What do we think? To me, this epic is a heartbreaking, haunting, and warning portrait of what man without religion is like. He's empty, desperate, and violent. The world is cruel and life is short. But man, in the face of all this, is also questioning. Derdriu, Finnebair and Cuchulainn bring the reader sudden moments of reflection. What does it mean that we die? Is it any wonder that Christianity spread like wildfire throughout Ireland, after lives like these? This is one of a set of pre-Christian Irish epics, part of the Ulster Cycle, the events of which allegedly took place in the 1st century AD, the earliest written manuscripts dating from the 12th century AD.
Written mostly in prose, it nonetheless is similar in many ways to the Greek and Indian heroic epics, complete with hyperbolic language, magic, and many formulas characteristic of bardic oral traditions. It is a most entertaining read, with humor, gore, implausibility, and wild exaggeration. And read it slowly with an ear to recognition. In a nutshell, and a very small nutshell, this is the story of a raid on Ulster by the forces of the rest of Ireland, the object being to steal a prize bull. The Irish forces of Mebd and Ailill are opposed by the teenaged super-hero Cuchulainn alone until the Ulster forces are able to muster themselves and come to the rescue.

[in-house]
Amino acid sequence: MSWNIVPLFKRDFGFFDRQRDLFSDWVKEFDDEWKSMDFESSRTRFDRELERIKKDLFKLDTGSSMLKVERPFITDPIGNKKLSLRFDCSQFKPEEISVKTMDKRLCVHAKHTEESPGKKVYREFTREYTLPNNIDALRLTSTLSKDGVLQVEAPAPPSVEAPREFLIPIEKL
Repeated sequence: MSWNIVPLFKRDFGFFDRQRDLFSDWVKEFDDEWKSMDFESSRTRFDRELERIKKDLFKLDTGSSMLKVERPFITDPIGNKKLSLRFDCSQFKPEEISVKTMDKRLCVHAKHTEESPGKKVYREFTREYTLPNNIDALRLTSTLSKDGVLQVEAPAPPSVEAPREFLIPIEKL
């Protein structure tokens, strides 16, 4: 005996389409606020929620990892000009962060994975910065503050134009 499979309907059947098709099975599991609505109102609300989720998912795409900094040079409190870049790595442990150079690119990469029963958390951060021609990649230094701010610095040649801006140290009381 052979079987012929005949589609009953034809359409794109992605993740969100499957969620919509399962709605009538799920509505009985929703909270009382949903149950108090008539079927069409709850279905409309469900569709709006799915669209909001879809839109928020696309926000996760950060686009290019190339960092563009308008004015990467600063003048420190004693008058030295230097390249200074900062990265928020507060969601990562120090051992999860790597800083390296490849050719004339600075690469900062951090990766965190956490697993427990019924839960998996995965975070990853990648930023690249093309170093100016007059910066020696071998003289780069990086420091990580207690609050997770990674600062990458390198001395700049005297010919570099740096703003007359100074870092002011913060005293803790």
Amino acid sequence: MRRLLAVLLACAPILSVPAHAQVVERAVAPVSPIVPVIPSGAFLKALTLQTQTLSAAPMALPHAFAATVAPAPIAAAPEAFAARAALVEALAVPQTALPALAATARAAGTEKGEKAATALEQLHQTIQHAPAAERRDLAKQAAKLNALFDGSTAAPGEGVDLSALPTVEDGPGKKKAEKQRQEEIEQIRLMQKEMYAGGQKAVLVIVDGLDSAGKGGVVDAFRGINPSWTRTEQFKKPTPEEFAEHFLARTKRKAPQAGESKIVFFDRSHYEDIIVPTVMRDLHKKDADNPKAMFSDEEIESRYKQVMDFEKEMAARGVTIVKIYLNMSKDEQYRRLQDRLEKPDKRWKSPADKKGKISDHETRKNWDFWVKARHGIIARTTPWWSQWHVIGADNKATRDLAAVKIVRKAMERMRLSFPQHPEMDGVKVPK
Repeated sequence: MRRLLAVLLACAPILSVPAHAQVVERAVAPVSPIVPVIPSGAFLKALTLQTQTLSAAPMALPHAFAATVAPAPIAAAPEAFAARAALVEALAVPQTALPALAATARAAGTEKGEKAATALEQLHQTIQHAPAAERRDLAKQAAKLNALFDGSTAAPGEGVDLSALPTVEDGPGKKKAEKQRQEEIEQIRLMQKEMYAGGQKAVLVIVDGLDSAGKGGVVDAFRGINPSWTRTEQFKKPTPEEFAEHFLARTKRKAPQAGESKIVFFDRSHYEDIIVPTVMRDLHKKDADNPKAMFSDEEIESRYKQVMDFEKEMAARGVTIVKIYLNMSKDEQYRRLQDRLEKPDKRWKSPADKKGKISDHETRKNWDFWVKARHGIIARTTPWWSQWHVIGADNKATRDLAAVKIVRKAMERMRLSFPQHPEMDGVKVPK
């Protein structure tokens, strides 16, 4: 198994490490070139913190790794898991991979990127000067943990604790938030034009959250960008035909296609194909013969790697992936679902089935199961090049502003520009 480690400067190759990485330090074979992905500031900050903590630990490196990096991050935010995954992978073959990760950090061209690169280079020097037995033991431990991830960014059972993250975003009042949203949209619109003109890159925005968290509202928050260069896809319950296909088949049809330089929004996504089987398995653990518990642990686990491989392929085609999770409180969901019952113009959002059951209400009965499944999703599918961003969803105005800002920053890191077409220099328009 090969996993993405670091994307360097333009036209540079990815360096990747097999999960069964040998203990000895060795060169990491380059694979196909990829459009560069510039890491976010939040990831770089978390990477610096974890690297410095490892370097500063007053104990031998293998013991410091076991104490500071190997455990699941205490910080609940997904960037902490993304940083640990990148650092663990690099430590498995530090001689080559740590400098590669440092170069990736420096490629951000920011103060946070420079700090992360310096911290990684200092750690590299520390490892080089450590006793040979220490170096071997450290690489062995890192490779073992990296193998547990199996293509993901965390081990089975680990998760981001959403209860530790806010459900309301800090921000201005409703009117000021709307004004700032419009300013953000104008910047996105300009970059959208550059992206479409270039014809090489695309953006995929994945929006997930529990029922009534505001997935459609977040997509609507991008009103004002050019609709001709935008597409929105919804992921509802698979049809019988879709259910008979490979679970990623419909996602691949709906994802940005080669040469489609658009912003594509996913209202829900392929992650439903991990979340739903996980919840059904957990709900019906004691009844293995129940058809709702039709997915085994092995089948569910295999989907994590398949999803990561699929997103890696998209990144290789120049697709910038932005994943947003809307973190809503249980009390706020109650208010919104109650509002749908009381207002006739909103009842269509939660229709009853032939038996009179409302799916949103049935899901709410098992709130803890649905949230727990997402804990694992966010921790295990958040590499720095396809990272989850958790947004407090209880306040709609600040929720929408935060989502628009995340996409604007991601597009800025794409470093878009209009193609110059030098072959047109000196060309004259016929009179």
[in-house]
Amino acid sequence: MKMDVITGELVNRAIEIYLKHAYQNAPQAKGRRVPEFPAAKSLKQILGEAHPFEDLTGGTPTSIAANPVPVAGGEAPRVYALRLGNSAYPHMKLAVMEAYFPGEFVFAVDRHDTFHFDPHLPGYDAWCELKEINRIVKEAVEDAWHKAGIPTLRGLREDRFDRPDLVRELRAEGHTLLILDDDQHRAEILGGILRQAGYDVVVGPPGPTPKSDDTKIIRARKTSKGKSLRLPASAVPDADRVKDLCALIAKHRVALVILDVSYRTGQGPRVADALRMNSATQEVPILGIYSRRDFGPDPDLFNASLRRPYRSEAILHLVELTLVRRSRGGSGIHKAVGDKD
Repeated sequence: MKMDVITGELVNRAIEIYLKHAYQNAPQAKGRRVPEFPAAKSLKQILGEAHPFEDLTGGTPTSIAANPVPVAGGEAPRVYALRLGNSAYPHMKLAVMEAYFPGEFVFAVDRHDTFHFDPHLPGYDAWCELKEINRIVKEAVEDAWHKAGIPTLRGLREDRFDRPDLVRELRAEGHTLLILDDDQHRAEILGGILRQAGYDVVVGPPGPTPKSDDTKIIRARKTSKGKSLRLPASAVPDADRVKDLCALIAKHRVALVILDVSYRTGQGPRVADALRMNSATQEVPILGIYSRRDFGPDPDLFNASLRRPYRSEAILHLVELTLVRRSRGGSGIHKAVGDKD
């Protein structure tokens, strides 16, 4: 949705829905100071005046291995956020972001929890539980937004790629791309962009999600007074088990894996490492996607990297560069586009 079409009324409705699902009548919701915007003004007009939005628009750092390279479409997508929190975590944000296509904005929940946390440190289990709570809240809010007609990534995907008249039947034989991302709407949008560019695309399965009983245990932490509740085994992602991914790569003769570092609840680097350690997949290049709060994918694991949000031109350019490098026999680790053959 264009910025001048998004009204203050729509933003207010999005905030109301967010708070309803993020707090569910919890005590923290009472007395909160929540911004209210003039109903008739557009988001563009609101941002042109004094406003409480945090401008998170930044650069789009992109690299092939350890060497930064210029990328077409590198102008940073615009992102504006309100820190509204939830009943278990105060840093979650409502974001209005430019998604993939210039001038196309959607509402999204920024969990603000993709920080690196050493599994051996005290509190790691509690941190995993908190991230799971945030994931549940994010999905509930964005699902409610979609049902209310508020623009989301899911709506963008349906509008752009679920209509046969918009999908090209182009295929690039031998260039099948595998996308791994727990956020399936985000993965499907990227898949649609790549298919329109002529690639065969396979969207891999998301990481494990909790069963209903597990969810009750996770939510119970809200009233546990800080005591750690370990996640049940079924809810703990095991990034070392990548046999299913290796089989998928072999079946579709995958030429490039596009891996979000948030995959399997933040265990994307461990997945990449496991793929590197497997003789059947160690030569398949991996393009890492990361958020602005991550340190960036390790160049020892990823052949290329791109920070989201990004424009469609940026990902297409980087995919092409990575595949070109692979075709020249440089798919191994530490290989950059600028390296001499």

I found the work delightful. The book contains preliminary material that orients the reader and gives the story a context. This is a really accessible translation of the main story from the Ulster Cycle of early Irish myths. Except for the purposefully obscure roscata a feature of Celtic myth consisting of fragmented prose-poetry , it is fairly easy to follow the action and sequence of events in this myth, which is important because sometimes the story depends on seemingly supernatural events or actions.
The story itself does a good job of retaining traces of an oral storytelling tradition, like highly stylized desc This is a really accessible translation of the main story from the Ulster Cycle of early Irish myths. The story itself does a good job of retaining traces of an oral storytelling tradition, like highly stylized descriptions of people, repeated phrases, and long catalogues of deeds and people.
However, this text also demonstrates the complex interplay of culture because these pagan Celtic myths were recorded by Christian monks centuries after Ireland converted to Christianity. This means that some of the elements of Celtic paganism were probably mediated or culturally colonized by the monks who had a vested interest and were steeped in the mythology of Christianity.
I didn't really care for this even though I wanted to. I had heard it was the Irish legend to read. The part I didn't like was pages and pages of names and places over and over again, it got to where I just skipped over the names and places. I found it monotonous and boring. The core of the story, the war on Ulster by Queen Maeb, the magic bulls and my favorite champion, Cuchulainn was good but could have been written better.
I'm sure, at the time when this was an oral tradition, it was fantas I didn't really care for this even though I wanted to.
I'm sure, at the time when this was an oral tradition, it was fantastic hearing your own family name in the story often but these are different times. I could have done without the repetitive names and places and just enjoyed an awesome story.
The Táin: From the Irish epic Táin Bó Cúailnge